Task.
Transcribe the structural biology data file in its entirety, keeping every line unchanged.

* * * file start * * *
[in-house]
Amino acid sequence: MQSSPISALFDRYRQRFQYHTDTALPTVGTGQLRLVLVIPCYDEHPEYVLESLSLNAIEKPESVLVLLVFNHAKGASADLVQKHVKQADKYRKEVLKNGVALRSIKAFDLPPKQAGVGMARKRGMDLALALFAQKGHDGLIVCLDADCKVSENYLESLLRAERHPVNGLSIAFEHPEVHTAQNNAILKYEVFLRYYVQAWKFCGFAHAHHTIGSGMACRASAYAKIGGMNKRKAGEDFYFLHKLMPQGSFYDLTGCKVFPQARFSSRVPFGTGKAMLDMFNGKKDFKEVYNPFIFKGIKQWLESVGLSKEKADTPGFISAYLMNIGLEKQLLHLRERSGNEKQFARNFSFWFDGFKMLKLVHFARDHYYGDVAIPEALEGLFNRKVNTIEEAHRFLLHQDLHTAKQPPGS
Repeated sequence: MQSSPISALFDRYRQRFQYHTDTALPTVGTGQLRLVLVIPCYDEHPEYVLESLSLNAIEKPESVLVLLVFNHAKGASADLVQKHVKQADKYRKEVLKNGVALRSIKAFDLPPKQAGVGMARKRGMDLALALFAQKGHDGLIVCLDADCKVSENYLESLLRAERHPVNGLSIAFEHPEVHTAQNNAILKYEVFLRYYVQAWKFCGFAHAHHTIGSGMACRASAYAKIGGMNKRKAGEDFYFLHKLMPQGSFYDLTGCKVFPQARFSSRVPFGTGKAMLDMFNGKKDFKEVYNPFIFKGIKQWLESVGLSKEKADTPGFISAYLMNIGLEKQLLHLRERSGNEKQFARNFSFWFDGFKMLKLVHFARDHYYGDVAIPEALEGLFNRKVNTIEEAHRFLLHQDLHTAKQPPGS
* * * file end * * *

[in-house]
Amino acid sequence: MQSSPISALFDRYRQRFQYHTDTALPTVGTGQLRLVLVIPCYDEHPEYVLESLSLNAIEKPESVLVLLVFNHAKGASADLVQKHVKQADKYRKEVLKNGVALRSIKAFDLPPKQAGVGMARKRGMDLALALFAQKGHDGLIVCLDADCKVSENYLESLLRAERHPVNGLSIAFEHPEVHTAQNNAILKYEVFLRYYVQAWKFCGFAHAHHTIGSGMACRASAYAKIGGMNKRKAGEDFYFLHKLMPQGSFYDLTGCKVFPQARFSSRVPFGTGKAMLDMFNGKKDFKEVYNPFIFKGIKQWLESVGLSKEKADTPGFISAYLMNIGLEKQLLHLRERSGNEKQFARNFSFWFDGFKMLKLVHFARDHYYGDVAIPEALEGLFNRKVNTIEEAHRFLLHQDLHTAKQPPGS
Repeated sequence: MQSSPISALFDRYRQRFQYHTDTALPTVGTGQLRLVLVIPCYDEHPEYVLESLSLNAIEKPESVLVLLVFNHAKGASADLVQKHVKQADKYRKEVLKNGVALRSIKAFDLPPKQAGVGMARKRGMDLALALFAQKGHDGLIVCLDADCKVSENYLESLLRAERHPVNGLSIAFEHPEVHTAQNNAILKYEVFLRYYVQAWKFCGFAHAHHTIGSGMACRASAYAKIGGMNKRKAGEDFYFLHKLMPQGSFYDLTGCKVFPQARFSSRVPFGTGKAMLDMFNGKKDFKEVYNPFIFKGIKQWLESVGLSKEKADTPGFISAYLMNIGLEKQLLHLRERSGNEKQFARNFSFWFDGFKMLKLVHFARDHYYGDVAIPEALEGLFNRKVNTIEEAHRFLLHQDLHTAKQPPGS